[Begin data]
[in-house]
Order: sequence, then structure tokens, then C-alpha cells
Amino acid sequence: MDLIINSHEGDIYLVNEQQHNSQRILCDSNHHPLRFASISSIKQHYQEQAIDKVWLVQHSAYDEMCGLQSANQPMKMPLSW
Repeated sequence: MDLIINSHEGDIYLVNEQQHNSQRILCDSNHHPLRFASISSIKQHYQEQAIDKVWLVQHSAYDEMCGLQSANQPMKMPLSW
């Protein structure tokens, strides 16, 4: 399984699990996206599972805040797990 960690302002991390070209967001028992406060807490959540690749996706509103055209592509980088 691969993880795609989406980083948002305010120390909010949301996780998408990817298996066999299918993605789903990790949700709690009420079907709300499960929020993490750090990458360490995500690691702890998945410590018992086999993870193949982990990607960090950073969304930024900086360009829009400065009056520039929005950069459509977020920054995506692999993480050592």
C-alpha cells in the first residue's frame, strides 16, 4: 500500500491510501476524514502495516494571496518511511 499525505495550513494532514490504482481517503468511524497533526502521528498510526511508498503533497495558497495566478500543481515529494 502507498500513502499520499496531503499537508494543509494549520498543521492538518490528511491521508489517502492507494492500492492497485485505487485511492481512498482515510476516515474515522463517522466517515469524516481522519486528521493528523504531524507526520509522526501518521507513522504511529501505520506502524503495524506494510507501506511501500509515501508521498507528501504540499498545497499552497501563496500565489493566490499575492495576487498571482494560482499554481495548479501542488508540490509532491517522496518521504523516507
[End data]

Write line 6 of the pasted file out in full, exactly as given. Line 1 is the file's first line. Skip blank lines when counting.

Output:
C-alpha cells in the first residue's frame, strides 16, 4: 500500500491510501476524514502495516494571496518511511 499525505495550513494532514490504482481517503468511524497533526502521528498510526511508498503533497495558497495566478500543481515529494 502507498500513502499520499496531503499537508494543509494549520498543521492538518490528511491521508489517502492507494492500492492497485485505487485511492481512498482515510476516515474515522463517522466517515469524516481522519486528521493528523504531524507526520509522526501518521507513522504511529501505520506502524503495524506494510507501506511501500509515501508521498507528501504540499498545497499552497501563496500565489493566490499575492495576487498571482494560482499554481495548479501542488508540490509532491517522496518521504523516507